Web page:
Michael R. Sperling, MD: Or me.
Trevor J. Resnick, MD: And that’s the population of patients where you may specifically eye a drug where you have that advantage. So I think it’s not a class of drugs where it’s new or old; it’s having more choices and more issues within each choice that will fit that patient’s needs.
Michael R. Sperling, MD: Does therapeutic drug monitoring play a role for you in your practice when you’re choosing a drug and managing someone with it?
Kathryn A. Davis, MD, MS, FAES: It does. At least I see epileptologists using therapeutic drug monitoring very frequently. I find it helpful to make sure my patient actually is compliant with their medication. And unfortunately frequently we’ll find that their levels are much lower than would be anticipated with the drugs that I’m prescribing, and that will alter my management significantly. Having baseline levels when they’re well controlled if they have an acute illness can be very helpful.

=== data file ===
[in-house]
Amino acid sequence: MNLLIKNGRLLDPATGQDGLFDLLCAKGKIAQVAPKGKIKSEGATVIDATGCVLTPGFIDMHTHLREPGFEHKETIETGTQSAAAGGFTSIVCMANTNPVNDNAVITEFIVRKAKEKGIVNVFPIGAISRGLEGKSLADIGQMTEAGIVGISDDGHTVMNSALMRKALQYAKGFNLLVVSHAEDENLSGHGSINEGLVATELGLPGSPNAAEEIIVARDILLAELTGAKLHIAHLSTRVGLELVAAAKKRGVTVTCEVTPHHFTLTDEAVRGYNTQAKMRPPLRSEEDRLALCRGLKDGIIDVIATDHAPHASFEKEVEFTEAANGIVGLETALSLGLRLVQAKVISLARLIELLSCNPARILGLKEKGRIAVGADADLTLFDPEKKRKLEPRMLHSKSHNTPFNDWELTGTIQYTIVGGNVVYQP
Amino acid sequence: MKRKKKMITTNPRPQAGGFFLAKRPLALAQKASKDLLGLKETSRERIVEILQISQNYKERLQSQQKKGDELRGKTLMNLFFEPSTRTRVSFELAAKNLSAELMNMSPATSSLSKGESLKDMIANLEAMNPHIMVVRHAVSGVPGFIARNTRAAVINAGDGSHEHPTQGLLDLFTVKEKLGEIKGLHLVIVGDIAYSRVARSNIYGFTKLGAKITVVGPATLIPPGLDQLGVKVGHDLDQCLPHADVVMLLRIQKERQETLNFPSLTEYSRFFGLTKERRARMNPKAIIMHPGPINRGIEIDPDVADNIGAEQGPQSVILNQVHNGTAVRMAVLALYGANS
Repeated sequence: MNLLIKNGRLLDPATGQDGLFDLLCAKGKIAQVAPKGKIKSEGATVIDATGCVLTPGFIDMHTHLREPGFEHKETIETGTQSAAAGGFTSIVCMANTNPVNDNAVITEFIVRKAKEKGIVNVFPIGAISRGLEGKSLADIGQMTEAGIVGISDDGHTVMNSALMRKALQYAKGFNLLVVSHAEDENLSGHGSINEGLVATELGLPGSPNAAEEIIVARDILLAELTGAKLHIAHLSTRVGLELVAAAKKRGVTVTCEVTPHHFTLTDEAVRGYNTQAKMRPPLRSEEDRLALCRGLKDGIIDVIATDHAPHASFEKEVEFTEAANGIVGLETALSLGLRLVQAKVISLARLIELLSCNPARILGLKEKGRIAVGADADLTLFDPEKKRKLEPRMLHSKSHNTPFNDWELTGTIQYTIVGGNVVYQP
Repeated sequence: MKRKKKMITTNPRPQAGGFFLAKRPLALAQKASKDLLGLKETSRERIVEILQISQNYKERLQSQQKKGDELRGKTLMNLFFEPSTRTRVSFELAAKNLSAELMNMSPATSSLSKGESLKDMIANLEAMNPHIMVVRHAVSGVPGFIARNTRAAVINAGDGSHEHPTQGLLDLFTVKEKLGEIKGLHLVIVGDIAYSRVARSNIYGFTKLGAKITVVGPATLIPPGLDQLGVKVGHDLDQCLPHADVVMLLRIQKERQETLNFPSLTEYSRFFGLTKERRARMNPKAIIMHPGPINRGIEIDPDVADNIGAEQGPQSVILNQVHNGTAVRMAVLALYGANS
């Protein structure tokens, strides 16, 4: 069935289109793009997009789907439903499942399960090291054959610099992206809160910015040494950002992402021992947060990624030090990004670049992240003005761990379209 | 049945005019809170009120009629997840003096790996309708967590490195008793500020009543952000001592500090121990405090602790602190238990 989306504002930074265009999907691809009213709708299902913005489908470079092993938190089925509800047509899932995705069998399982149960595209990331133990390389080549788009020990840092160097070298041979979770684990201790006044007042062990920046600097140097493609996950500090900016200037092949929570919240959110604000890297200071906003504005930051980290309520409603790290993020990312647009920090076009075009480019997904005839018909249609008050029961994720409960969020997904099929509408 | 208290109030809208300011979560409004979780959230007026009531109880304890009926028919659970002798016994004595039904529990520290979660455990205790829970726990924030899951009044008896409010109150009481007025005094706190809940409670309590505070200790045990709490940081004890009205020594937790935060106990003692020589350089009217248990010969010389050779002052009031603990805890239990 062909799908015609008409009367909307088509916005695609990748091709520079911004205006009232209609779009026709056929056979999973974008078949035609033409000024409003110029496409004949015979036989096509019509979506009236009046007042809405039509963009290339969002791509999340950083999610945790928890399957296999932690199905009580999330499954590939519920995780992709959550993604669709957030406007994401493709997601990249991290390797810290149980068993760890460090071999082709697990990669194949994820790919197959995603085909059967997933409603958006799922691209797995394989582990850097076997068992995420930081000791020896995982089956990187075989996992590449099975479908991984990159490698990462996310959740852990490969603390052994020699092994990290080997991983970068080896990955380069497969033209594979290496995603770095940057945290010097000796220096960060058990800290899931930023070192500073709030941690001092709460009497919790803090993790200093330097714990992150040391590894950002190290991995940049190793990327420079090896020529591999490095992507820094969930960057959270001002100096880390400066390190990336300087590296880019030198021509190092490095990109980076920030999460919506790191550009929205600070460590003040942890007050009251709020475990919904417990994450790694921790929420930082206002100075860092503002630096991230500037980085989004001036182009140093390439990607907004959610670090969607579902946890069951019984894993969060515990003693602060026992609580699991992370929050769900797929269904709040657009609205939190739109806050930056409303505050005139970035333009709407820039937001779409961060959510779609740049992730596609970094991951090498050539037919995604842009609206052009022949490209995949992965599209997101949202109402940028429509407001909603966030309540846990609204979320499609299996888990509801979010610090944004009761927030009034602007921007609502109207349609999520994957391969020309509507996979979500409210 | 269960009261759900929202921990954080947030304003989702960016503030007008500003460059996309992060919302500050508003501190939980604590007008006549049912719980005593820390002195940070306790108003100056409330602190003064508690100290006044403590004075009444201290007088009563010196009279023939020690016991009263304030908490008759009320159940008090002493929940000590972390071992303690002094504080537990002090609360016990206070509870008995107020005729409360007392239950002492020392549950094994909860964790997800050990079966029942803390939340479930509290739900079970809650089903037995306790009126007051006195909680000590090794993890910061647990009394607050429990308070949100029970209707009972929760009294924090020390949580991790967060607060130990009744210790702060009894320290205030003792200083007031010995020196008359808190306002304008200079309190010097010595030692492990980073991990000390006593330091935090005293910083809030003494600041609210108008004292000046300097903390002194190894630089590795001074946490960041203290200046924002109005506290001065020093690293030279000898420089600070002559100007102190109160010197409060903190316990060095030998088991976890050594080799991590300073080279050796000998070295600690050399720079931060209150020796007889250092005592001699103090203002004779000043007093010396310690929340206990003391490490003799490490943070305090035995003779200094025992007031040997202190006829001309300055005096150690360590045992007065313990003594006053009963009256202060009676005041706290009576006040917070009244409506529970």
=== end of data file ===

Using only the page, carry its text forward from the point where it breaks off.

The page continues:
In the female population that’s of childbearing age it’s critical to have baseline levels of their seizure medications when they’re doing well, because you’ll use that as a point of comparison when they’re pregnant. And to that point, getting back to some of the newer medications—and Eric made this point—some of the newer medicines have very good pregnancy registry data. The very new medications don’t have pregnancy registry data, even ones that we don’t think of as that new anymore, such as lacosamide, and that’s something that comes into my decision-making significantly and that discussion that I have. Very similarly, I also will in my mind typically have 2 or 3 top choice medicines and talk about all of them with patients, there are pluses and minuses, and help guide the decision in that initial decision-making process.
And the other piece of drug-drug interactions with the female population is the interactions with oral contraceptives that are estrogen containing. A lot of our newer medications don’t have that issue, but that’s really a key component to decision making.